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Title:Design, fabrication, and characterization of low-dimensional quantum devices
Author(s):Chang, Hong
Doctoral Committee Chair(s):Adesida, Ilesanmi
Department / Program:Electrical and Computer Engineering
Discipline:Electrical Engineering
Degree Granting Institution:University of Illinois at Urbana-Champaign
Degree:Ph.D.
Genre:Dissertation
Subject(s):Engineering, Electronics and Electrical
Physics, Condensed Matter
Abstract:The realization of a two-dimensional electron gas in semiconductor heterostructures due to advanced epitaxial growth techniques has led to novel high-speed devices such as modulation-doped field effect transistors and quantum well lasers. High resolution lithography and pattern transfer techniques now make it possible to further restrict the electronic motion to lower dimensions. A variety of interesting quantum confinement phenomena have been observed in these mesoscopic systems. This thesis describes the design principle, fabrication technique, and transport characterization of various low-dimensional quantum devices.
Nanostructure fabrication techniques are presented in detail in the thesis, from high resolution electron beam lithography, pattern transfer techniques, to various one-dimensional (1D) and zero-dimensional (0D) structures with dimensions in the nanometer scale. The effective wire width as well as sidewall damage for both deep etched and shallow etched quantum wires are characterized by the electrical conductance measurement.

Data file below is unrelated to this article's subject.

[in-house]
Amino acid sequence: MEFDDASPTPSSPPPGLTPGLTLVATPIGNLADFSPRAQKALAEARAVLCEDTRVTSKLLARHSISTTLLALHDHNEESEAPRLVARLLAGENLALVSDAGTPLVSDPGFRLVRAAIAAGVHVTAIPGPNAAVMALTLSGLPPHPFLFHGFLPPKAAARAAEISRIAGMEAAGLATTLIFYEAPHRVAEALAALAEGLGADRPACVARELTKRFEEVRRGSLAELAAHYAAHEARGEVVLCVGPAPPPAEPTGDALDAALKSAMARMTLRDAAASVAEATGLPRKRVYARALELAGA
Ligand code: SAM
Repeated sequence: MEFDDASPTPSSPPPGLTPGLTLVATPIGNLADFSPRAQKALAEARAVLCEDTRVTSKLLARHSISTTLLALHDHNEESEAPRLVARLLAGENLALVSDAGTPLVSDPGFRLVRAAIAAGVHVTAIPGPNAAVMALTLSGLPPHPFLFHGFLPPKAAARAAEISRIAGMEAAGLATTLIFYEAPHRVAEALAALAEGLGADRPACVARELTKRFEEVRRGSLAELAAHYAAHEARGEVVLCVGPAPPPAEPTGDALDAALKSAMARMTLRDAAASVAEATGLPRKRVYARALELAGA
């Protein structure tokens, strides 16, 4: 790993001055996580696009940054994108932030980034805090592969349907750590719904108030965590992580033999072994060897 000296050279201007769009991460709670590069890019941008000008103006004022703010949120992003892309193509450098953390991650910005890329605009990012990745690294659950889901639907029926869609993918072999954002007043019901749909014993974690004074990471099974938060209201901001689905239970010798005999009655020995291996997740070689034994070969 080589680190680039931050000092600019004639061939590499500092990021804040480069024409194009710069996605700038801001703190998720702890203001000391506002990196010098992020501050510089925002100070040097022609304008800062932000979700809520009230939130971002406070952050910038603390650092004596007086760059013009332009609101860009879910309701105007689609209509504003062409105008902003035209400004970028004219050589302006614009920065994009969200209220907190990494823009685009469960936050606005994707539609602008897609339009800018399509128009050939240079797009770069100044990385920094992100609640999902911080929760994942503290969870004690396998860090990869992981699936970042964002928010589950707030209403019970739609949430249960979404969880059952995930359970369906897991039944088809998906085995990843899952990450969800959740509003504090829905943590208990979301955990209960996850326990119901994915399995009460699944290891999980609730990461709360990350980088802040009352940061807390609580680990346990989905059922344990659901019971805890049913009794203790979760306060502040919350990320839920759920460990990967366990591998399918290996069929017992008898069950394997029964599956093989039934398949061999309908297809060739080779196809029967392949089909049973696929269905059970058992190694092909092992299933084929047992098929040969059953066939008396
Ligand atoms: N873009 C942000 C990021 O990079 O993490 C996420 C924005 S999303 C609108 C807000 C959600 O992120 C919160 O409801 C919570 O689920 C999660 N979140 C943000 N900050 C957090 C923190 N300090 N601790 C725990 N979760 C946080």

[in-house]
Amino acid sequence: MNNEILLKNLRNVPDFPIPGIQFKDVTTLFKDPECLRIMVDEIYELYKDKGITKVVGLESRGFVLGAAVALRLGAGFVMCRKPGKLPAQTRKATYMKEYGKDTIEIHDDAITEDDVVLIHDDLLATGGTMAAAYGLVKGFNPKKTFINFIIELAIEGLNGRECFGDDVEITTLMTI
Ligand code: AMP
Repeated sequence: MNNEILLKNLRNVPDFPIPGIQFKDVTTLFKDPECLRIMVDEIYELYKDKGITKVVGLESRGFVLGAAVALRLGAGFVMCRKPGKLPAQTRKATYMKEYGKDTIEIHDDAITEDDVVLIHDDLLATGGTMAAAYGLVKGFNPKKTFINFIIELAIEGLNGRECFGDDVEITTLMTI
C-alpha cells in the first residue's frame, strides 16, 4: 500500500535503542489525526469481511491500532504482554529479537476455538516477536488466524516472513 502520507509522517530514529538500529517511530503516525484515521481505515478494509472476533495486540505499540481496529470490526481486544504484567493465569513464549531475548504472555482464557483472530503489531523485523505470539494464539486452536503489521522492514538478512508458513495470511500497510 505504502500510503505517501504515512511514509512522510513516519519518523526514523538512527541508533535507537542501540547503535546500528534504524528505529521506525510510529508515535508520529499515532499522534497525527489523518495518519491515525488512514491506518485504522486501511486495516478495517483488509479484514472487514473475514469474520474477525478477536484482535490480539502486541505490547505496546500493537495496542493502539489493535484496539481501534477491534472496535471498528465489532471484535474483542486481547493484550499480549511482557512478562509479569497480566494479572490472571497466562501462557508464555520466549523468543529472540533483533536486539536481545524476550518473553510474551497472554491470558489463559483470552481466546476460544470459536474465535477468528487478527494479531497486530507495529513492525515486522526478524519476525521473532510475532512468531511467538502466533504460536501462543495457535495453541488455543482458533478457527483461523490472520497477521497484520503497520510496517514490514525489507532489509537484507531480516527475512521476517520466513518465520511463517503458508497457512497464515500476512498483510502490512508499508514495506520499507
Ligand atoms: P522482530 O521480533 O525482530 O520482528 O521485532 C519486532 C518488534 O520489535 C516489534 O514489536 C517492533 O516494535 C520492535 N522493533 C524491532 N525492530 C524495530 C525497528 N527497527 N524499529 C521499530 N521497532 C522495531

Artificial lateral surface superlattice (LSSL) structures of line and dot arrays are fabricated using multilayer resist techniques. A typical 1D quantized conductance of $\rm 2e\sp2/h$ is shown in an airbridge split gate device. Plateaulike transport characteristics are demonstrated in airbridge LSSL gate devices due to electrostatic confinement modulation. Laterally tunable single-gate quantum dot and double-bend quantum dot devices are fabricated and investigated. Negative differential conductance is observed at various drain bias conditions in both of these quantum dot devices. Conductance oscillations observed at a temperature as high as 10 K are, to our understanding, the highest temperature reported in similar laterally confined quantum dot devices.
Issue Date:1994
Type:Text
Language:English
URI:http://hdl.handle.net/2142/21035
Rights Information:Copyright 1994 Chang, Hong
Date Available in IDEALS:2011-05-07
Identifier in Online Catalog:AAI9503157
OCLC Identifier:(UMI)AAI9503157


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